It is now the end of April, and students have not been taught about black history. In the month of February, black history month was not addressed. Since elementary school, students have learned about the significance of black history. Black history month has been celebrated in schools by plays, singing performances, parties, and students were even assigned a book about a famous African American of our history to study. Many students have questioned why black history has not been addressed this school year. Has black history escaped public education? Was it even in the curriculum in the first place? Teachers and students share their feelings about this.
A concerned student
Eighth grader, Tai’lah Smith does not understand why black history is not taught in our school. “Why haven’t we learned about black history yet?” she asks her social studies teacher. In response, Tai’lah claims that her social studies teacher told her that the students are just learning about “white history.” This bewildered Tai’lah, because she’s used to learning about black history, as well as celebrating black history month, which was also not acknowledged in our school. This student believes that learning about black history would benefit her by making her aware of our history’s African American leaders, the sacrifices they’ve made for us and how they affected today’s society. When asked if there was anything specific that she would like to learn about in black history, Tai’lah includes that she’d like to learn about what encouraged our history’s black leaders to keep fighting for what they deserved without giving up.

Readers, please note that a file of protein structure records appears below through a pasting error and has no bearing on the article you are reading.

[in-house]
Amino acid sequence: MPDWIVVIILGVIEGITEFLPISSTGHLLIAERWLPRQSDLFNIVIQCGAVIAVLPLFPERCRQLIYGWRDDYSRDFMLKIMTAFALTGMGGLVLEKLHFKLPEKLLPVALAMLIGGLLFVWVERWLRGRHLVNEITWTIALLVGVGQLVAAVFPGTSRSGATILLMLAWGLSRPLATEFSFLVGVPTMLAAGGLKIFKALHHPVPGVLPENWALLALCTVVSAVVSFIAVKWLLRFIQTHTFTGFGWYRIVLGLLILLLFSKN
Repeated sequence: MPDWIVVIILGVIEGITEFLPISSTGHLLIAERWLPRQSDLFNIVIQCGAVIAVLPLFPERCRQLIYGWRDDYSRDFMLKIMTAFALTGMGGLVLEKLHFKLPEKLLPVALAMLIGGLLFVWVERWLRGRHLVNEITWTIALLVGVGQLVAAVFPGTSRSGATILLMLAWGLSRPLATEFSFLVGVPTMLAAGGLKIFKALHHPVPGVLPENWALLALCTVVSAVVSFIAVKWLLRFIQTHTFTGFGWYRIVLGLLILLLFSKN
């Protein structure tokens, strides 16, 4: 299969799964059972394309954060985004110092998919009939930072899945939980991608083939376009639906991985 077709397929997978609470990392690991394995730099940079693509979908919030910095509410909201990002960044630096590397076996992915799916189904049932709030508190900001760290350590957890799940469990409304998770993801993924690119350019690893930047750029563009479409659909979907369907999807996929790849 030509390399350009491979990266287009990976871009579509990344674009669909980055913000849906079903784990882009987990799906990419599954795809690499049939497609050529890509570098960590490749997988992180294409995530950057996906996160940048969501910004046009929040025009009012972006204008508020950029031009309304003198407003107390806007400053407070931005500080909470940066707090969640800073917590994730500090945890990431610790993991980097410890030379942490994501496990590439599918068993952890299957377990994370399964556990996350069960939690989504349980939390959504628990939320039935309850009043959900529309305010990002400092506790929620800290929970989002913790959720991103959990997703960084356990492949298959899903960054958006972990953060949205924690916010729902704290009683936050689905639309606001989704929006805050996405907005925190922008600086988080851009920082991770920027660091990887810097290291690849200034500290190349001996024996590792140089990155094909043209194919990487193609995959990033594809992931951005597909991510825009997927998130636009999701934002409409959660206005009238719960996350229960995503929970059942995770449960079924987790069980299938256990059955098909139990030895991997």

An upset student
“If black history was taught in school, students would learn the importance of it and want to get involved with history,” says eighth grader, Yaa-Yaa Afriyie. This student appears to be upset at the fact that black history isn’t taught in our school. She believes that students should be aware of how the past lead to the 21st century. When asked if there was anything specific that she’d like to learn about in black history, Yaa-Yaa says she would like to learn about the African American people of our past who don’t get as much recognition for the sacrifices they’ve made. In addition to what she’d like to learn in black history, she includes that the people she’d like to learn about are the ones who don’t get as much recognition as other famous African Americans such as Harriet Tubman, Martin Luther King Jr., Jackie Robinson, etc. This student also includes that students should be aware of the sacrifices that were made for blacks and whites to do majority of things together today.
8 Blue Social Studies Teacher